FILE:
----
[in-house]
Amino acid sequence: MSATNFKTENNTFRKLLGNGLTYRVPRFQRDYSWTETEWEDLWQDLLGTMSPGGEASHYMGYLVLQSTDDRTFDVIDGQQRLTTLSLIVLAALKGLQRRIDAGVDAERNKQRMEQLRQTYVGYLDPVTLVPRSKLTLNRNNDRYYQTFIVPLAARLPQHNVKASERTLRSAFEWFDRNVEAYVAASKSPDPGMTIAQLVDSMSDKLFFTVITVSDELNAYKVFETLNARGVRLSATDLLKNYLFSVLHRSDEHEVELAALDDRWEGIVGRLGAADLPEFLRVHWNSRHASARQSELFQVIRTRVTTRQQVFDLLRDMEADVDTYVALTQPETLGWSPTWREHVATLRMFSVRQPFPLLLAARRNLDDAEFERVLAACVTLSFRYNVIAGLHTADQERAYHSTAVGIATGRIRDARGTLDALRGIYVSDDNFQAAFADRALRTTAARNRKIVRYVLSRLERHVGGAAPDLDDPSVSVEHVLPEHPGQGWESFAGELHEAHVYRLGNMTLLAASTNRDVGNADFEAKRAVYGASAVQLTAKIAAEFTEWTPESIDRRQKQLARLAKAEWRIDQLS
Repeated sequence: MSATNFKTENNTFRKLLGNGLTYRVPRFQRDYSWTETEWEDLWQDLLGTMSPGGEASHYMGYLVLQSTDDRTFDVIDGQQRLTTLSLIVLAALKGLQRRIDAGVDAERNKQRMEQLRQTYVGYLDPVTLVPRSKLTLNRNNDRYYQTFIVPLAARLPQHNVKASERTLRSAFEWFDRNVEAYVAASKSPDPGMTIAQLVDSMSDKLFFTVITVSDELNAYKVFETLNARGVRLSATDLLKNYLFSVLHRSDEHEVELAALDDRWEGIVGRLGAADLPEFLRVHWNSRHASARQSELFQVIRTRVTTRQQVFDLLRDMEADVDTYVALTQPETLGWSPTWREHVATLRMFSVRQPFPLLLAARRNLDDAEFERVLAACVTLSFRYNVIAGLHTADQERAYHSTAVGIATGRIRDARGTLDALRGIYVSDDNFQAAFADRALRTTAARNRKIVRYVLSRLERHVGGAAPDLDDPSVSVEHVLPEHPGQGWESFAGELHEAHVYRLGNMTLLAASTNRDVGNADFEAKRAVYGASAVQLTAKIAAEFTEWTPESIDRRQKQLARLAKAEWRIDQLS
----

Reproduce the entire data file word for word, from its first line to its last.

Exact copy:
[in-house]
Amino acid sequence: MSATNFKTENNTFRKLLGNGLTYRVPRFQRDYSWTETEWEDLWQDLLGTMSPGGEASHYMGYLVLQSTDDRTFDVIDGQQRLTTLSLIVLAALKGLQRRIDAGVDAERNKQRMEQLRQTYVGYLDPVTLVPRSKLTLNRNNDRYYQTFIVPLAARLPQHNVKASERTLRSAFEWFDRNVEAYVAASKSPDPGMTIAQLVDSMSDKLFFTVITVSDELNAYKVFETLNARGVRLSATDLLKNYLFSVLHRSDEHEVELAALDDRWEGIVGRLGAADLPEFLRVHWNSRHASARQSELFQVIRTRVTTRQQVFDLLRDMEADVDTYVALTQPETLGWSPTWREHVATLRMFSVRQPFPLLLAARRNLDDAEFERVLAACVTLSFRYNVIAGLHTADQERAYHSTAVGIATGRIRDARGTLDALRGIYVSDDNFQAAFADRALRTTAARNRKIVRYVLSRLERHVGGAAPDLDDPSVSVEHVLPEHPGQGWESFAGELHEAHVYRLGNMTLLAASTNRDVGNADFEAKRAVYGASAVQLTAKIAAEFTEWTPESIDRRQKQLARLAKAEWRIDQLS
Repeated sequence: MSATNFKTENNTFRKLLGNGLTYRVPRFQRDYSWTETEWEDLWQDLLGTMSPGGEASHYMGYLVLQSTDDRTFDVIDGQQRLTTLSLIVLAALKGLQRRIDAGVDAERNKQRMEQLRQTYVGYLDPVTLVPRSKLTLNRNNDRYYQTFIVPLAARLPQHNVKASERTLRSAFEWFDRNVEAYVAASKSPDPGMTIAQLVDSMSDKLFFTVITVSDELNAYKVFETLNARGVRLSATDLLKNYLFSVLHRSDEHEVELAALDDRWEGIVGRLGAADLPEFLRVHWNSRHASARQSELFQVIRTRVTTRQQVFDLLRDMEADVDTYVALTQPETLGWSPTWREHVATLRMFSVRQPFPLLLAARRNLDDAEFERVLAACVTLSFRYNVIAGLHTADQERAYHSTAVGIATGRIRDARGTLDALRGIYVSDDNFQAAFADRALRTTAARNRKIVRYVLSRLERHVGGAAPDLDDPSVSVEHVLPEHPGQGWESFAGELHEAHVYRLGNMTLLAASTNRDVGNADFEAKRAVYGASAVQLTAKIAAEFTEWTPESIDRRQKQLARLAKAEWRIDQLS